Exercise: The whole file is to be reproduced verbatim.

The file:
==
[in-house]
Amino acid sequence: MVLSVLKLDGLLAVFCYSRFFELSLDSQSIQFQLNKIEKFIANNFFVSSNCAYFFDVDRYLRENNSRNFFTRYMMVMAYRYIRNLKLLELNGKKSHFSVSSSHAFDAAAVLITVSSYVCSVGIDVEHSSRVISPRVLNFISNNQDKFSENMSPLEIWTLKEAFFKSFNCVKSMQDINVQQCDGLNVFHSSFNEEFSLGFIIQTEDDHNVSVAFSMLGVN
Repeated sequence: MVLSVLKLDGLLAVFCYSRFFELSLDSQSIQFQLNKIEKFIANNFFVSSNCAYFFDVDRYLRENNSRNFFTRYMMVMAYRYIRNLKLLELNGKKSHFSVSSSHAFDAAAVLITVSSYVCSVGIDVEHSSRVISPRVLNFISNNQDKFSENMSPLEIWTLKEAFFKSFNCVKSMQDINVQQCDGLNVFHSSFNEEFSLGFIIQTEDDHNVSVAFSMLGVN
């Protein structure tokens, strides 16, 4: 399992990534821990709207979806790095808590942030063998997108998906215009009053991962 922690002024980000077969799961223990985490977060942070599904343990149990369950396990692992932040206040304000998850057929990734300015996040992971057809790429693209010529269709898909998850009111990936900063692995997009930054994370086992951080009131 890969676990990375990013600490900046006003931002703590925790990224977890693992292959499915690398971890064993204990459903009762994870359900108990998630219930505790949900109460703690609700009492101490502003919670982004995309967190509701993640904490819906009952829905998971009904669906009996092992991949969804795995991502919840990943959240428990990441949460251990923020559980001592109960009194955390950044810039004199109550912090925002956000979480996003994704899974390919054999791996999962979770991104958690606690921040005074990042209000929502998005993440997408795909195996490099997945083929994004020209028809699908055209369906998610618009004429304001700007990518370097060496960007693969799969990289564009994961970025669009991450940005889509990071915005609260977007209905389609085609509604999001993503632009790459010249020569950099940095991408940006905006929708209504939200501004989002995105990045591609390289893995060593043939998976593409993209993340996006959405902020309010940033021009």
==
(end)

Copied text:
[in-house]
Amino acid sequence: MVLSVLKLDGLLAVFCYSRFFELSLDSQSIQFQLNKIEKFIANNFFVSSNCAYFFDVDRYLRENNSRNFFTRYMMVMAYRYIRNLKLLELNGKKSHFSVSSSHAFDAAAVLITVSSYVCSVGIDVEHSSRVISPRVLNFISNNQDKFSENMSPLEIWTLKEAFFKSFNCVKSMQDINVQQCDGLNVFHSSFNEEFSLGFIIQTEDDHNVSVAFSMLGVN
Repeated sequence: MVLSVLKLDGLLAVFCYSRFFELSLDSQSIQFQLNKIEKFIANNFFVSSNCAYFFDVDRYLRENNSRNFFTRYMMVMAYRYIRNLKLLELNGKKSHFSVSSSHAFDAAAVLITVSSYVCSVGIDVEHSSRVISPRVLNFISNNQDKFSENMSPLEIWTLKEAFFKSFNCVKSMQDINVQQCDGLNVFHSSFNEEFSLGFIIQTEDDHNVSVAFSMLGVN
């Protein structure tokens, strides 16, 4: 399992990534821990709207979806790095808590942030063998997108998906215009009053991962 922690002024980000077969799961223990985490977060942070599904343990149990369950396990692992932040206040304000998850057929990734300015996040992971057809790429693209010529269709898909998850009111990936900063692995997009930054994370086992951080009131 890969676990990375990013600490900046006003931002703590925790990224977890693992292959499915690398971890064993204990459903009762994870359900108990998630219930505790949900109460703690609700009492101490502003919670982004995309967190509701993640904490819906009952829905998971009904669906009996092992991949969804795995991502919840990943959240428990990441949460251990923020559980001592109960009194955390950044810039004199109550912090925002956000979480996003994704899974390919054999791996999962979770991104958690606690921040005074990042209000929502998005993440997408795909195996490099997945083929994004020209028809699908055209369906998610618009004429304001700007990518370097060496960007693969799969990289564009994961970025669009991450940005889509990071915005609260977007209905389609085609509604999001993503632009790459010249020569950099940095991408940006905006929708209504939200501004989002995105990045591609390289893995060593043939998976593409993209993340996006959405902020309010940033021009």